The Dead Grandmother/Exam Syndrome


I draw your attention to this research paper from Professor Mike Adams from Eastern Connecticut State University titled The Dead Grandmother/Exam Syndrome, also published in The Annals of Improbable Research. In the paper, Adams investigates the phenomenon he summarizes as follows:

A student's grandmother is far more likely to die suddenly just before the student takes an exam than at any other time of the year.

He takes twenty years of historical data and confirms the existence of the phenomenon, thereby drawing attention to an important but overlooked national health problem: Increased mortality of women with grandchildren in college during the weeks leading up to exams.

  • If there is no exam imminent, the death rate is independent of how well the student is doing in class.
  • As a midterm nears, the death rate goes up by a factor of ten. As a final looms, it goes up by a factor of 19.
  • The effect is strongly dependent on how well the student is doing in class. Grandmothers of students doing poorly are at much greater risk. A grandmother of a failing student is 50 times more likely to die in the week prior to a final than a grandmother of a top student when there is no examination imminent.
  • Grandmothers are 24 times more likely to die than grandfathers.
  • The effect is independent of family size.

Adams develops theories which attempt to explain these phenomena and also has some proposals for addressing the effect.

A follow-up study by professor Lee Jussim of Rutgers University examined ways of addressing this enormous danger posed to grandmothers. In A Preliminary Report on an Intervention Designed to Reduce Grandmother Death Resulting From College Exams, Jussim found a way to save the lives of 4 out of 5 grandmothers during the lead-up to exams: Inform students that the make-up exam will be brutally difficult.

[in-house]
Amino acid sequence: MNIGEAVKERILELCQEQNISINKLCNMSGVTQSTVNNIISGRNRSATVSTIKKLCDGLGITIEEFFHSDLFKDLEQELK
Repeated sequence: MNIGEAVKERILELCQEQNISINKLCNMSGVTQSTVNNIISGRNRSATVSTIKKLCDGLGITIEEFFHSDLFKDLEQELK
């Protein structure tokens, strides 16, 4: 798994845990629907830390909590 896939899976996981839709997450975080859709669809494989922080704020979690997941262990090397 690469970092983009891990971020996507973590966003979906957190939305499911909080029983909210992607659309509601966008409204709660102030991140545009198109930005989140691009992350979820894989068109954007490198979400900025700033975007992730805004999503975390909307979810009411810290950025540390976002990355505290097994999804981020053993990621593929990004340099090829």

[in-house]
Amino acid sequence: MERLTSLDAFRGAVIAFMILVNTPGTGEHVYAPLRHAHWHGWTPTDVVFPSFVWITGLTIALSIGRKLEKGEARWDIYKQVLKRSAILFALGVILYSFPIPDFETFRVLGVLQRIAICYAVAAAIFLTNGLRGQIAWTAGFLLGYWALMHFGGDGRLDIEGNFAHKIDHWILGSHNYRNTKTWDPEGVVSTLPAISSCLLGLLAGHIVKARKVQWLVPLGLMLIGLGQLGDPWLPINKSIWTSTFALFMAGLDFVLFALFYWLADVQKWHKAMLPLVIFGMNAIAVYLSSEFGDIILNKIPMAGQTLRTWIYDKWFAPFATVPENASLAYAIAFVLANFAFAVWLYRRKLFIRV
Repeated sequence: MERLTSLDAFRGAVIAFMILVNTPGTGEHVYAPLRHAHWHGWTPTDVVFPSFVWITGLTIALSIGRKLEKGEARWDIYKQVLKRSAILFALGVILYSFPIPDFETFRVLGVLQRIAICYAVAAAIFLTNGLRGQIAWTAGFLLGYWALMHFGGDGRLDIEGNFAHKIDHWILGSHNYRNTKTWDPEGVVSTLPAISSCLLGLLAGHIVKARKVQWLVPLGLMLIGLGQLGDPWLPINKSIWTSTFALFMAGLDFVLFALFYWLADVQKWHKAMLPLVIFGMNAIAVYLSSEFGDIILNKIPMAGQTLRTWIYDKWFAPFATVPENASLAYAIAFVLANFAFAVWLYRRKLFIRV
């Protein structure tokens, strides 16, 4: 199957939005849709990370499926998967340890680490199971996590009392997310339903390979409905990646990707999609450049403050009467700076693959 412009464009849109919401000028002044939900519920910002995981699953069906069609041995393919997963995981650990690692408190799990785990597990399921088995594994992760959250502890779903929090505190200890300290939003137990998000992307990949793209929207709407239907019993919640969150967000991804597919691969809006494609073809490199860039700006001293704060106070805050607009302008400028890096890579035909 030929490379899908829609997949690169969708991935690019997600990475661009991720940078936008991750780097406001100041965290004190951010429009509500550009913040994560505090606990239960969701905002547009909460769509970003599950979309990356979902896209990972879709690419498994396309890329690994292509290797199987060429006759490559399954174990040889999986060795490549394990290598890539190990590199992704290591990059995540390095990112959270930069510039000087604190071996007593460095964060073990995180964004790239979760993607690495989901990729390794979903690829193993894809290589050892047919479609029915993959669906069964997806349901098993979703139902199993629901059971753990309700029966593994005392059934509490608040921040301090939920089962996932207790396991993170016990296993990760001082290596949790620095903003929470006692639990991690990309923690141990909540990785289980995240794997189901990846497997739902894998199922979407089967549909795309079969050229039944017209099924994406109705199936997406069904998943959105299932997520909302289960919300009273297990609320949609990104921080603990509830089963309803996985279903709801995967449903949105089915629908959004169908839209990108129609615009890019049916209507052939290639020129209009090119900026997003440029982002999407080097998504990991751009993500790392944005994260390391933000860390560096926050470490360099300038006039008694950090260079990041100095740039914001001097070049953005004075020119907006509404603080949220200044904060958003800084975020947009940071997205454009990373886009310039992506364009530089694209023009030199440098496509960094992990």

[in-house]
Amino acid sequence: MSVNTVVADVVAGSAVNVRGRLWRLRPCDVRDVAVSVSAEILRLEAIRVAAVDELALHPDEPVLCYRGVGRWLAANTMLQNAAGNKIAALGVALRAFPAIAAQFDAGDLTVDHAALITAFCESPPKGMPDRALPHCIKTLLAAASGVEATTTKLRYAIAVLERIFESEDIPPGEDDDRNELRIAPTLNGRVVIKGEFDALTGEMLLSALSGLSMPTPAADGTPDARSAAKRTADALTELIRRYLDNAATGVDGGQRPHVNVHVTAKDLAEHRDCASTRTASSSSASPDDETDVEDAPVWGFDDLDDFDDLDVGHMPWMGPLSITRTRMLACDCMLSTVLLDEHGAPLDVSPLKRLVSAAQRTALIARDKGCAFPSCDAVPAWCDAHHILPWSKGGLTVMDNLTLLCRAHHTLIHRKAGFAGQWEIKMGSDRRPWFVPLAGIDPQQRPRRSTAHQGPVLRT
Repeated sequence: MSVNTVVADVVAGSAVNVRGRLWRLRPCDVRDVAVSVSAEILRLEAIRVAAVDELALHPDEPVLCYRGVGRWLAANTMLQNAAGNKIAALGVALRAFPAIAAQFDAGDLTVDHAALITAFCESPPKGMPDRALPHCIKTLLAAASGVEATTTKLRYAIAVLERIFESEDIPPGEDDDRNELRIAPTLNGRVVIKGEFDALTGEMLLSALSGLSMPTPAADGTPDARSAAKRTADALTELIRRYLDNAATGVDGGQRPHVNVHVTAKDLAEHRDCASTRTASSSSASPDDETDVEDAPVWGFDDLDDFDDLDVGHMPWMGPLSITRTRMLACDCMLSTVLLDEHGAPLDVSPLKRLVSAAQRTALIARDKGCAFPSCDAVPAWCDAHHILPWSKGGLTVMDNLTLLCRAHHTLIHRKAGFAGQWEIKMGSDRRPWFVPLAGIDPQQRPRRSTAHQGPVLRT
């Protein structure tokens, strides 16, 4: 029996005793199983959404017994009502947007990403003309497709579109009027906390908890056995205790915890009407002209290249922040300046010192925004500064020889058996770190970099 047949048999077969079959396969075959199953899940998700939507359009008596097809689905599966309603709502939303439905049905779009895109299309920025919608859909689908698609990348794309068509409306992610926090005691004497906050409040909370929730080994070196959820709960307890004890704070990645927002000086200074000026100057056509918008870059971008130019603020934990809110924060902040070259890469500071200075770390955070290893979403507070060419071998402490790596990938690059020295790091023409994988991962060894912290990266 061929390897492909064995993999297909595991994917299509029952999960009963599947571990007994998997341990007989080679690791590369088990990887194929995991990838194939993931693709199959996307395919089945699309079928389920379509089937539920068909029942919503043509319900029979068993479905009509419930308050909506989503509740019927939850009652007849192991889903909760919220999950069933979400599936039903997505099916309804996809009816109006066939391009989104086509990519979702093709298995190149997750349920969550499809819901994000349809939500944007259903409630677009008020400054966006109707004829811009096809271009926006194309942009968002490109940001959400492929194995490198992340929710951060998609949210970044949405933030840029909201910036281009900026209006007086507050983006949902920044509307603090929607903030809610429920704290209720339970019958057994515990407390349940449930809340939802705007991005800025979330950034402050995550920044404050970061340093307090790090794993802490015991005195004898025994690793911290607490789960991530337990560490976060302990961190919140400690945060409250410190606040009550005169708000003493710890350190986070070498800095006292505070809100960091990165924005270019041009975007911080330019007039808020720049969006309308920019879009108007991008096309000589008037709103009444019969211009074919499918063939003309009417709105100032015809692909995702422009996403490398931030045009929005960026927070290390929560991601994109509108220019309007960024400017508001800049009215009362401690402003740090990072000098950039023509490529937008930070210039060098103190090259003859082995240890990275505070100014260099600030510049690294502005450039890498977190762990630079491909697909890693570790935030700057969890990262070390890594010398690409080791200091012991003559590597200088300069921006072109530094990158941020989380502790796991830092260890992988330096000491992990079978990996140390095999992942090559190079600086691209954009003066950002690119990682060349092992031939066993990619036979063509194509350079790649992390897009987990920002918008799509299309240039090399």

Bonus chatter: The articles are written tongue-in-cheek, but other less whimsical explanations for the observed behavior include

  • If a grandmother passes when no exam is imminent, the student will miss class without explanation.
  • Good students are less likely to ask for assistance with exams even if they lose a grandmother.
  • A student with an ill grandmother is more likely to have poor grades due to stress/worry.

Note also that the predicted grandmother popular collapse did not come to pass. One theory is that this was prevented due to another phenomenon: Grade inflation.

Comments (19)
  1. Gabe says:

    My grandmother actually did die right before finals in my first semester of college, so I have to believe that the research is correct. One can only imagine that worrying about how their grandkids will do on the tests is somehow more than their frail bodies can handle.

  2. Mike says:

    I wonder what the average mortality rate per student is, and whether it is greater or less than 4 :)

  3. SimonRev says:

    @Mike — actually the article addressed that to some degree.  It mentioned that the increase in divorce and remarriage rates in the US was speculated in some degree to compensate for this phenomenon by creating additional (step)grandmothers for each student to allow for > 2 deaths per student.  Note that only grandmothers seem to be subject to death-due-to-grandchild's-exam and not grandfathers.

    The article also discusses that it is good that only grandmothers are subject to this mortality, because otherwise smaller families wouldn't dare let their children go to college because they wouldn't have enough spare family members to sacrifice at exam time.